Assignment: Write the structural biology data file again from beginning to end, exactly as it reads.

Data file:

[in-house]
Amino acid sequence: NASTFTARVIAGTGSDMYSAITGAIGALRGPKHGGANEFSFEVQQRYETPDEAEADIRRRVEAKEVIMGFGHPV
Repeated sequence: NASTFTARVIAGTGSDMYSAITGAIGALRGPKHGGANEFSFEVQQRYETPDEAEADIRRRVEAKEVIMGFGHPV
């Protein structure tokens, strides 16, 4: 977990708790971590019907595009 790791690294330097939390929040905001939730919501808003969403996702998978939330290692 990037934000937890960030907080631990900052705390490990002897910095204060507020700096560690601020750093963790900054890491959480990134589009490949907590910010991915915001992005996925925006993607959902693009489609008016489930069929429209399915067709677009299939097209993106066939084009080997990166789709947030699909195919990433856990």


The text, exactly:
[in-house]
Amino acid sequence: NASTFTARVIAGTGSDMYSAITGAIGALRGPKHGGANEFSFEVQQRYETPDEAEADIRRRVEAKEVIMGFGHPV
Repeated sequence: NASTFTARVIAGTGSDMYSAITGAIGALRGPKHGGANEFSFEVQQRYETPDEAEADIRRRVEAKEVIMGFGHPV
């Protein structure tokens, strides 16, 4: 977990708790971590019907595009 790791690294330097939390929040905001939730919501808003969403996702998978939330290692 990037934000937890960030907080631990900052705390490990002897910095204060507020700096560690601020750093963790900054890491959480990134589009490949907590910010991915915001992005996925925006993607959902693009489609008016489930069929429209399915067709677009299939097209993106066939084009080997990166789709947030699909195919990433856990």